It's still always, or almost always, about the quarterback. Now that the Washington Redskins have their starter for this season -- and the foreseeable future -- some still want to know who comes next. And whether or not they'd actually draft one this spring. Of course, there are questions about other positions as well. Which leads us to the mailbag.
Knowing Smith gives us some wiggle room, do we take a qb at 13 if a top guy falls, or trade back and target a guy to groom like the kid from richmond? #jkmailbag— Beastor (@danielpotter31) March 9, 2018
Keim: After the trade for Alex Smith, I was told the Redskins wouldn't take a quarterback high in the draft, if at all. Now, who knows what happens if someone they love falls to them unexpectedly, whether at 13 or 44? What if Lamar Jackson is sitting there at 44 and he tells them he'd be willing to play a multi-purpose role while still developing at quarterback? That would be very tempting for anyone; he could be their version of Tyreek Hill, using him in a playmaking role.
But that only works if Jackson is open to that role -- and if I were him and my goal is to start at quarterback, then I'd devote all my energy to doing so.
Still, there's always a caveat with the draft. Two years ago the Redskins weren't going to take a receiver in the first round and were determined to add a defensive lineman (or two) early in the draft. Instead, they took a receiver in the first and drafted zero defensive linemen in the first four rounds.
But my sense all along, based on what I'd been told, was that if they took a quarterback it would be late. Coach Jay Gruden is comfortable keeping just two quarterbacks, especially after last season when they needed to trim wherever they could because of so many injuries at other spots. A third quarterback would be a luxury, unless you absolutely believe the guy is a potential future starter.
Here's what Gruden said at the combine about drafting a quarterback: "I don't know yet. I think last year, unfortunately, we didn't have the ability to carry three with all the injuries we had... If we have that ability, we could add one maybe later in the draft or a free agent type guy."
Keep in mind that Smith's deal, when he eventually signs it, will likely guarantee him being here for at least three years. Backup quarterback Colt McCoy is entering the last year of his contract.
By the way, the quarterback from Richmond, Kyle Lauletta, shares the same agent as Kirk Cousins, for those who like to know those sort of things. I think a lot of teams will like Lauletta in the fourth-round range.
#jkmailbag do coaches feel good about the CB position as it currently stands? 24,47,31,and Holsey all can play— FreeWilly (@numberthirty6) March 9, 2018
Keim:Aaron Colvin is among the better ones available). Bashaud Breeland will hit free agency, as expected all along, and he'll probably fetch a deal in the $6-8 million range. They do like Quinton Dunbar and clearly feel Fabian Moreau can develop. But we really don't know how well Moreau or Josh Holsey can play. We need to see it for an extended time before saying they can all play. I believe that's probably the case; I like Moreau's skills and Holsey's mindset, and we've seen Dunbar progress. That's why I'd still feel good about the corner position. But, yes, they do need a little more help, and they know that's the case.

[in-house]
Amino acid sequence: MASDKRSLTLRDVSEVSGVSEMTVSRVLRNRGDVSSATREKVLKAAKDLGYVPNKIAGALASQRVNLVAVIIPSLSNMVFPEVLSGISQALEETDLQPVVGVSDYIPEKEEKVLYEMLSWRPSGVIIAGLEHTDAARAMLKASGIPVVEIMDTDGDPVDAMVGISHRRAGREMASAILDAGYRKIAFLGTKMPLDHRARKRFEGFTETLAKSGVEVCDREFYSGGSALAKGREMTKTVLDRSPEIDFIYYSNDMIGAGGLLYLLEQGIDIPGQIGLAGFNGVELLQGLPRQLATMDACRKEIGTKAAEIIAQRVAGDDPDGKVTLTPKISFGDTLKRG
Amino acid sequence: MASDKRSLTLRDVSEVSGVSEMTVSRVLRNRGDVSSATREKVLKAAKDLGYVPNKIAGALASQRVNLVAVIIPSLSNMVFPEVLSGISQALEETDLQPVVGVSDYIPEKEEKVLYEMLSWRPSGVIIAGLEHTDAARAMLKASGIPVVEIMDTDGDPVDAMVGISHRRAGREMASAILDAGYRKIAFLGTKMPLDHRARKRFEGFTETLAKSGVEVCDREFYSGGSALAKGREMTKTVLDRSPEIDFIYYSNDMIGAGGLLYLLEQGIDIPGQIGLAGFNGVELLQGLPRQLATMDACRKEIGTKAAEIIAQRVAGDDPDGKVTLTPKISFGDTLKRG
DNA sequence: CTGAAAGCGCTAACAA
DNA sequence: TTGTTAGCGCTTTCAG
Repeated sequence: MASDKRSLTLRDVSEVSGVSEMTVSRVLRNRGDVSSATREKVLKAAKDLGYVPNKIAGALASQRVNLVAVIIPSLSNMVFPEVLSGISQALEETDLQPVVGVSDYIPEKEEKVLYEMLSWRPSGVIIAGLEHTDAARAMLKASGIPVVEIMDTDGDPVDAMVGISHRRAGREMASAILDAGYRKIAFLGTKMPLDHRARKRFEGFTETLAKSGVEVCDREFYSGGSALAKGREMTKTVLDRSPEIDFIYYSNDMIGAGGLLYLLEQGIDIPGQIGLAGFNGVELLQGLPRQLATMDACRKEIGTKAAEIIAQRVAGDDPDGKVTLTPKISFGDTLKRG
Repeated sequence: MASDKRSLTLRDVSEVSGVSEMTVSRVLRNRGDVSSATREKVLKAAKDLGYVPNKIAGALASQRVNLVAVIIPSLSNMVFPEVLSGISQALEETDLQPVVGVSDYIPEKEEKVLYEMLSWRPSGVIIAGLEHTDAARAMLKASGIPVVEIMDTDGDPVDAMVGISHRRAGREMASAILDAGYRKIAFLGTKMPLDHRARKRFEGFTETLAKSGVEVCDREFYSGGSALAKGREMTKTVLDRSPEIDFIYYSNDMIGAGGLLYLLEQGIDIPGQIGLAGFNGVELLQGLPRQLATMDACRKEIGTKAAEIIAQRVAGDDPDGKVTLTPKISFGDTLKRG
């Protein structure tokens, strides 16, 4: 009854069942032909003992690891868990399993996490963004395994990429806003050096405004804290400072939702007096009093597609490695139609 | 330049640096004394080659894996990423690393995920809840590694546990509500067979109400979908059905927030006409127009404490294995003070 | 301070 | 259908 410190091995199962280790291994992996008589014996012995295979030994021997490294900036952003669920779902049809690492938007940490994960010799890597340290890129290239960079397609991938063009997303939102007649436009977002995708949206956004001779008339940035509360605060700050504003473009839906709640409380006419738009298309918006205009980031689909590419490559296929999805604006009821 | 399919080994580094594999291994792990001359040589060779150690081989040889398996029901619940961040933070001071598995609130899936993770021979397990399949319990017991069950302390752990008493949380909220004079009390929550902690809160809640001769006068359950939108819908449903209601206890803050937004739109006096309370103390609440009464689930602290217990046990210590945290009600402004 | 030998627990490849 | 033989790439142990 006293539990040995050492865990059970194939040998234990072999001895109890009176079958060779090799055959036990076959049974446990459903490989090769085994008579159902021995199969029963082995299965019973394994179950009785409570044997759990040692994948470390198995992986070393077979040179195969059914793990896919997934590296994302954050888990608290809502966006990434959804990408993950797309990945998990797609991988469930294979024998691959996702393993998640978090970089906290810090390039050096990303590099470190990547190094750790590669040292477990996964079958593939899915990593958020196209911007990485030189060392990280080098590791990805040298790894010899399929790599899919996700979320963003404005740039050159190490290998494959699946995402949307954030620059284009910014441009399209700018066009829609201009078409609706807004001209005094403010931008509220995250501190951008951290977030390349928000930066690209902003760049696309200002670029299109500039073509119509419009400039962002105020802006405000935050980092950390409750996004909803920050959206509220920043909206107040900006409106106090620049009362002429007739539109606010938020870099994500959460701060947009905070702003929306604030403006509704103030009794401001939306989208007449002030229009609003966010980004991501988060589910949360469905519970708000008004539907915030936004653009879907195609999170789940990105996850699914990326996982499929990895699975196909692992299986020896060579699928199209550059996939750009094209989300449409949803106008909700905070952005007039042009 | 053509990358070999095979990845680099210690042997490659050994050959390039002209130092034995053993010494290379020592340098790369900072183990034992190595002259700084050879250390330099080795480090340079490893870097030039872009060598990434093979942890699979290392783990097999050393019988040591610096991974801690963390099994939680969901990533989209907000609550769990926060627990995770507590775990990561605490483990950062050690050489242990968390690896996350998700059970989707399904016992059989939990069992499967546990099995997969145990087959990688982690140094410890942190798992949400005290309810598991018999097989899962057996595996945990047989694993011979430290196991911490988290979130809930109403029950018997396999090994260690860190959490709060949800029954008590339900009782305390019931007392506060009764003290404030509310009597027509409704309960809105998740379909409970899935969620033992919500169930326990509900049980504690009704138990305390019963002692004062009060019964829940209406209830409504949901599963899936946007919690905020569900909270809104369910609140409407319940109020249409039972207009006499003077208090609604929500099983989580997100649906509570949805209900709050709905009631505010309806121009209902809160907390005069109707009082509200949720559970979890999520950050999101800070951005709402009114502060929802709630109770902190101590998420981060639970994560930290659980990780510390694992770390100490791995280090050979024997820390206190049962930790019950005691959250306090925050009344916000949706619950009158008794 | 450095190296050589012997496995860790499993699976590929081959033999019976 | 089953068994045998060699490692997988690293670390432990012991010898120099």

Do you see any current player under contract that could be traded for a draft pick? Or, do you see a trade back scenario to recoup that lost pick? #jkmailbag— OneAccountRhodes (@rhodesgolfer) March 9, 2018
Keim: Yes, Su'a Cravens. There have been talks with other teams, though it depends who you listen to as far as how close anything is to happening (Denver has been one of the rumored teams). When the Redskins talk about the safety position, they mention Montae Nicholson, D.J. Swearinger and Deshazor Everett --- but not Cravens. And Cravens knows not everyone would accept him back in the locker room.
Ultimately, I think he gets traded. The question is for what. One talent evaluator felt the best Washington could do was a third-rounder. That would be a terrific deal for the Redskins. Most people I've talked to feel it would be around a fifth-rounder, perhaps a conditional one (if that's the case then it would be in 2019). Denver has multiple picks in the third round (two), fourth round (two) and fifth round (three). The selling point on Cravens: He's a talented young player with three more years on a rookie contract. The downside: There's no guarantee he won't walk away again (last year wasn't the first time).
Is it smart to sign Dontari Poe if possible then draft a CB or MLB first round. Then RB second round #jkmailbag— Antwan Knapp (@KnappAntwan) March 9, 2018
Keim: You're definitely on the right track. My quesiton with signing defensive linemen in free agency is basic: What's the cost? The Redskins only have $32 million or so to spend this offseason. A guy like Poe or Bennie Logan or Sheldon Richardson would be good and would solve problems against the run no doubt. But they really do like Vita Vea, from what I've been told by multiple people. There's a decent chance he'll be there when the Redskins pick 13th. But if you don't sign a guy in free agency, you'd best feel good about a couple of defensive linemen with that pick because you really don't know who will be around.
But if they sign a defensive linemen, it could mean they won't invest as heavily at inside linebacker. But, again, you can't rely on getting a guy at 13. You'd better have several you like at various points in the draft. I do think running back is strongly in play at 44; they might need to trade up to get a guy they want. And corner would be an option, too. There are some they like who would be around at 13 (I think). But they might solve a hole there via free agency.